This week an appeals panel in London cracked the wall of resistance by most Western governments to bringing home citizens held as Isis suspects in northeast Syria. Local authorities have detained these citizens and their family members without charge for more than a year, in conditions that are at best appalling and at worst inhuman and life threatening. Most are women and children.
The Court of Appeal found that the UK government had denied a fair and effective appeal to UK-born Shamima Begum when it revoked her citizenship last year for joining Isis in Syria. It said Begum, now 20, could not effectively challenge the stripping of her citizenship from a locked camp in northeast Syria. It ordered the government to stop blocking her re-entry to the UK so that she could do so on home soil.
The court also affirmed that detention conditions in northeast Syria meet the threshold of inhuman or degrading treatment under Article 3 of the European Convention on Human Rights. It found that the UK’s Special Immigration Appeals Tribunal had earlier failed to consider whether Begum’s citizenship deprivation increased her risk of mistreatment or threats to her life.
As Human Rights Watch has extensively documented, none of the estimated 14,000 foreign Isis suspects and their family members in northeast Syria – 8,000 children, 4,000 women, and 2,000 men and older boys detained separately as suspected fighters – has ever been brought before a judge to review the legality and necessity of their detention by a Kurdish-led armed force in filthy, overcrowded camps and prisons. Despite these dire conditions, most countries, including the UK, have brought home only small numbers of their citizens, usually orphans or young children. The UK acknowledges that it has revoked the citizenship of at least 150 nationals on security grounds in the past decade, but won’t say how many were abroad at the time or have suspected Isis links.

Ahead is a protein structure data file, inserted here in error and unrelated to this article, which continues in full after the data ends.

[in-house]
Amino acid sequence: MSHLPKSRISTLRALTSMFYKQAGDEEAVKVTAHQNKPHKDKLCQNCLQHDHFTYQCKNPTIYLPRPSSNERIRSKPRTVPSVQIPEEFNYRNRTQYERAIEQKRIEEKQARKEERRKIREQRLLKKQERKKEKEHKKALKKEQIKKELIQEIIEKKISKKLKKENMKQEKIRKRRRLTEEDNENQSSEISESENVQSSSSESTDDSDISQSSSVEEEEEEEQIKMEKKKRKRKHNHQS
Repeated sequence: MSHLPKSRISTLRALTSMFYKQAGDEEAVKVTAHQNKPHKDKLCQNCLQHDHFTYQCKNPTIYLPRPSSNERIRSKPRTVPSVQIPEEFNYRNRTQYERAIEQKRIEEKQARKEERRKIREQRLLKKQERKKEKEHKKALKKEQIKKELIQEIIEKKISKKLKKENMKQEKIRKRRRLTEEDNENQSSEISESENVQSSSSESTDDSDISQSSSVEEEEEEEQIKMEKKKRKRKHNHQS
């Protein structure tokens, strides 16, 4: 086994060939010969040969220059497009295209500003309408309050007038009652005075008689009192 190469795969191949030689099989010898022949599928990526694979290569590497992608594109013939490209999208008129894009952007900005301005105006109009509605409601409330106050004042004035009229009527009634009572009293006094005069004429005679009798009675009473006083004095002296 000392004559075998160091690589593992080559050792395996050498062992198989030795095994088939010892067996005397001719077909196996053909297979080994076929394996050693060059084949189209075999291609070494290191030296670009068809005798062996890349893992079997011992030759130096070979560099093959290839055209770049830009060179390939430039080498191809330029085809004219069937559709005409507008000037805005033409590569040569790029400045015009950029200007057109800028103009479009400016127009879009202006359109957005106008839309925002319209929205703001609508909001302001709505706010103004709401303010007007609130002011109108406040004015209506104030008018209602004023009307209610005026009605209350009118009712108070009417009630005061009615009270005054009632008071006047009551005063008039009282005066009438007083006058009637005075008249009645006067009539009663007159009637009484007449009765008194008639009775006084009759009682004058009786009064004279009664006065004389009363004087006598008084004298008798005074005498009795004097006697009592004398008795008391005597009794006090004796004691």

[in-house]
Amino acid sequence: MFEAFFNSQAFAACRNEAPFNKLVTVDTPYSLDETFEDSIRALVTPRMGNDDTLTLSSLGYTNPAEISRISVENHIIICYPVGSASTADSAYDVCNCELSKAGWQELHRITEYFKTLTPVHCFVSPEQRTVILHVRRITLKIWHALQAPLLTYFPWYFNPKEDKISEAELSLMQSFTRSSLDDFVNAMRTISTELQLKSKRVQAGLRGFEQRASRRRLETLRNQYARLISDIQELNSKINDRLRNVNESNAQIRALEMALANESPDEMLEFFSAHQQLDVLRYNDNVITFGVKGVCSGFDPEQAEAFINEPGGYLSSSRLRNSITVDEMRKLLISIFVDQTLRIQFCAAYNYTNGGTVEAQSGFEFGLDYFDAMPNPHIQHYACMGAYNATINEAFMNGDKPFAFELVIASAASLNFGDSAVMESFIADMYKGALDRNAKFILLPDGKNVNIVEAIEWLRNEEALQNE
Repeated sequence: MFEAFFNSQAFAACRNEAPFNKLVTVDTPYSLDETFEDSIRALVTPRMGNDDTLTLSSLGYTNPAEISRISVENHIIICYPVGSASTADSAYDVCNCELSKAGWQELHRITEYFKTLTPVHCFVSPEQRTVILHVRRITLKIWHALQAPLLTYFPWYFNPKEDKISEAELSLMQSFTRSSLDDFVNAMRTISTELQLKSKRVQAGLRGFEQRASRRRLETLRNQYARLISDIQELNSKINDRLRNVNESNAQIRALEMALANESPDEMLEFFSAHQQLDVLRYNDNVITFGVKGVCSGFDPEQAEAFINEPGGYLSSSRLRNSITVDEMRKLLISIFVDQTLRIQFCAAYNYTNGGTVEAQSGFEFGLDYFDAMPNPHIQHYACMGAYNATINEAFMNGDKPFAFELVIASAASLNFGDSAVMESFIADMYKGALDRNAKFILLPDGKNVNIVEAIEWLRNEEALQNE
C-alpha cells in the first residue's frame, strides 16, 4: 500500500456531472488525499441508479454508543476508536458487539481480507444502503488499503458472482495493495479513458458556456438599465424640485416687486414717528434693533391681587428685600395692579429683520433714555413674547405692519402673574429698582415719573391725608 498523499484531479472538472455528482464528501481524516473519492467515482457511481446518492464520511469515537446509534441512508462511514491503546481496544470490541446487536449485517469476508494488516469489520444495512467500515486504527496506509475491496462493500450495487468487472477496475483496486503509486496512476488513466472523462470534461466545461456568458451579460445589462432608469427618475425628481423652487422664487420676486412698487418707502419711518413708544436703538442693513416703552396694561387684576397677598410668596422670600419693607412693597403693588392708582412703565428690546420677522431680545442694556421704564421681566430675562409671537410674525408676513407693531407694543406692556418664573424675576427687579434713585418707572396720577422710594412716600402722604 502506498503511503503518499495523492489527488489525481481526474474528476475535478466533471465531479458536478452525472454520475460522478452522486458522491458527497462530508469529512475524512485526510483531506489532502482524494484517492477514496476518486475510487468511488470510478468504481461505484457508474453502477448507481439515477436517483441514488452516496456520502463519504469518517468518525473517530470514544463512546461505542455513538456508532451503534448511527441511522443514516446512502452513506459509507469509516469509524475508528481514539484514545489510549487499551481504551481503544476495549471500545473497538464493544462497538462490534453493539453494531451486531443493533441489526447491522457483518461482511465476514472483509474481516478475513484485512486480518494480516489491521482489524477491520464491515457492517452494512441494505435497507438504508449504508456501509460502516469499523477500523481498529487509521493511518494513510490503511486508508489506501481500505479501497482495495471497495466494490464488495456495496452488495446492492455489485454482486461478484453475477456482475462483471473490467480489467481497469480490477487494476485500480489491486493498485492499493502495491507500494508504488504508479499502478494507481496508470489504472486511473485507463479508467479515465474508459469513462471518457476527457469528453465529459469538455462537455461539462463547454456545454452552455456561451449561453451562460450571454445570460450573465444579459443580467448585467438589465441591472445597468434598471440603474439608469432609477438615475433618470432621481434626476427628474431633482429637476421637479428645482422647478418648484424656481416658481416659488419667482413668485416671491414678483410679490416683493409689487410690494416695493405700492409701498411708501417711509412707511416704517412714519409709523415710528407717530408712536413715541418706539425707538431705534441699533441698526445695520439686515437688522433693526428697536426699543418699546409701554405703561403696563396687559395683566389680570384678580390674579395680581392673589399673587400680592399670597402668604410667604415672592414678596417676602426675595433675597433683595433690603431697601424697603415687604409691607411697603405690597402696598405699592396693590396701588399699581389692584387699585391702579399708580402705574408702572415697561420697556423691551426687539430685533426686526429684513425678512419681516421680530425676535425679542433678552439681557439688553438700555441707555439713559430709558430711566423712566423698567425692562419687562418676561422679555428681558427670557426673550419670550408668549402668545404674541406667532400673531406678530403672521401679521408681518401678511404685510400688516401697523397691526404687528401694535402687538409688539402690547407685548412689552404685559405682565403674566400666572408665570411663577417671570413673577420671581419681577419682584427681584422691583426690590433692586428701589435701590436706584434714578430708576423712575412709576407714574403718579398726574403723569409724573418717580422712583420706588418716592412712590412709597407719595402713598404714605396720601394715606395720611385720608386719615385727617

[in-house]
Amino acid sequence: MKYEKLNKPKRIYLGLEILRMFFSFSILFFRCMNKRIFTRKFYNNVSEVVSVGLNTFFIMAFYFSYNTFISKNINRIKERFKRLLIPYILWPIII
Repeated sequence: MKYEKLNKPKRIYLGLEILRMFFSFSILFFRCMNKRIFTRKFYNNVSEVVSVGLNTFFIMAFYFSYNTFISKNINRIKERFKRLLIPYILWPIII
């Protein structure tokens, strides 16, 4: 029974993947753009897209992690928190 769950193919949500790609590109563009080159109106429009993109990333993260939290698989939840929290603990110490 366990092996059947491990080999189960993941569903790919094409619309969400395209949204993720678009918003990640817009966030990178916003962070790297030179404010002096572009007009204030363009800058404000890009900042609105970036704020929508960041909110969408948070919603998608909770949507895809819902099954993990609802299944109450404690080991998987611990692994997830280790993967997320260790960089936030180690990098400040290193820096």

Begum was 15 when she left London to join Isis in Syria in 2015. She gave birth to two of her three children while she was still a child. All three of her children have died, the youngest soon after Begum was detained as an Isis suspect in northeast Syria last year.
Will this week’s judgment further fracture resistance by the UK and other governments to repatriate detained Isis suspects and their families? One hopes so, but it’s far from clear. The UK government has already vowed to appeal. Elsewhere in Western Europe, court rulings vary on government refusals to repatriate their citizens detained in northeast Syria. For example, a German court in November ruled that the government had to repatriate a mother and her three children, while the Dutch Supreme Court in June found that the Netherlands is not required to bring home 23 women and their 56 children. Many eyes are on the European Court of Human Rights, which is considering a case on France’s refusal to repatriate a woman and her two children from northeast Syria.
But for now, the Court of Appeal judgment from London is a significant human rights victory, affirming that the government cannot sidestep obligations towards its citizens because they are abroad and suspected of extremist armed links, or by trying to strip them of their citizenship. Rather than appeal, the UK government would do well to recognise that from a security, legal and moral standpoint, its best option is to bring its citizens home for rehabilitation and, as appropriate, prosecution. Denying citizens their basic rights will not make countries safer. Rather, it jeopardises core values and fuels grievances that boost recruitment to groups like Isis.